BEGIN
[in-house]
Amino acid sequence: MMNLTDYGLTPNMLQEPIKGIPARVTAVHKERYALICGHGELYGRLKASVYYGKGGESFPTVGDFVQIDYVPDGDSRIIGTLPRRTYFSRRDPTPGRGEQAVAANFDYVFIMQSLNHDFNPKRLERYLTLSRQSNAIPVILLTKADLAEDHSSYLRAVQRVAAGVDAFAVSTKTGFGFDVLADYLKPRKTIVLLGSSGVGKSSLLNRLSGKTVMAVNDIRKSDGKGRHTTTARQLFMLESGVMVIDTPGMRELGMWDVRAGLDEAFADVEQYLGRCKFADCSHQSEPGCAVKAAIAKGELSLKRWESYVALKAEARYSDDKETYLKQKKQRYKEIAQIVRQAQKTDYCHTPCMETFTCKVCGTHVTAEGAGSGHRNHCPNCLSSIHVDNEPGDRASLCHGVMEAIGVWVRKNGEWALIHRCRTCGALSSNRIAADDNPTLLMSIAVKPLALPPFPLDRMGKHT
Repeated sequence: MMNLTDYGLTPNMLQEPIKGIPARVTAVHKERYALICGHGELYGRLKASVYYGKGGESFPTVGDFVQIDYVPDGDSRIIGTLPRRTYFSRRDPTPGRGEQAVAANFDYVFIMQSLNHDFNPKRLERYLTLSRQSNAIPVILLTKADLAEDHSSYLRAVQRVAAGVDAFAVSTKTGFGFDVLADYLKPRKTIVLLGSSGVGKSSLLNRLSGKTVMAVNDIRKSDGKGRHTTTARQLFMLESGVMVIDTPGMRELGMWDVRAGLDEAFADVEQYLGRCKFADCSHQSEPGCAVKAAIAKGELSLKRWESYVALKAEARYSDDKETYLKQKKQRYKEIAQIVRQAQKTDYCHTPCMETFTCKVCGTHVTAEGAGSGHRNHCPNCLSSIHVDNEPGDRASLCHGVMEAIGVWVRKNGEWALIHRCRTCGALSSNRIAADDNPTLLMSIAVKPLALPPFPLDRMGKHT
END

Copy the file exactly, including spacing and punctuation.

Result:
[in-house]
Amino acid sequence: MMNLTDYGLTPNMLQEPIKGIPARVTAVHKERYALICGHGELYGRLKASVYYGKGGESFPTVGDFVQIDYVPDGDSRIIGTLPRRTYFSRRDPTPGRGEQAVAANFDYVFIMQSLNHDFNPKRLERYLTLSRQSNAIPVILLTKADLAEDHSSYLRAVQRVAAGVDAFAVSTKTGFGFDVLADYLKPRKTIVLLGSSGVGKSSLLNRLSGKTVMAVNDIRKSDGKGRHTTTARQLFMLESGVMVIDTPGMRELGMWDVRAGLDEAFADVEQYLGRCKFADCSHQSEPGCAVKAAIAKGELSLKRWESYVALKAEARYSDDKETYLKQKKQRYKEIAQIVRQAQKTDYCHTPCMETFTCKVCGTHVTAEGAGSGHRNHCPNCLSSIHVDNEPGDRASLCHGVMEAIGVWVRKNGEWALIHRCRTCGALSSNRIAADDNPTLLMSIAVKPLALPPFPLDRMGKHT
Repeated sequence: MMNLTDYGLTPNMLQEPIKGIPARVTAVHKERYALICGHGELYGRLKASVYYGKGGESFPTVGDFVQIDYVPDGDSRIIGTLPRRTYFSRRDPTPGRGEQAVAANFDYVFIMQSLNHDFNPKRLERYLTLSRQSNAIPVILLTKADLAEDHSSYLRAVQRVAAGVDAFAVSTKTGFGFDVLADYLKPRKTIVLLGSSGVGKSSLLNRLSGKTVMAVNDIRKSDGKGRHTTTARQLFMLESGVMVIDTPGMRELGMWDVRAGLDEAFADVEQYLGRCKFADCSHQSEPGCAVKAAIAKGELSLKRWESYVALKAEARYSDDKETYLKQKKQRYKEIAQIVRQAQKTDYCHTPCMETFTCKVCGTHVTAEGAGSGHRNHCPNCLSSIHVDNEPGDRASLCHGVMEAIGVWVRKNGEWALIHRCRTCGALSSNRIAADDNPTLLMSIAVKPLALPPFPLDRMGKHT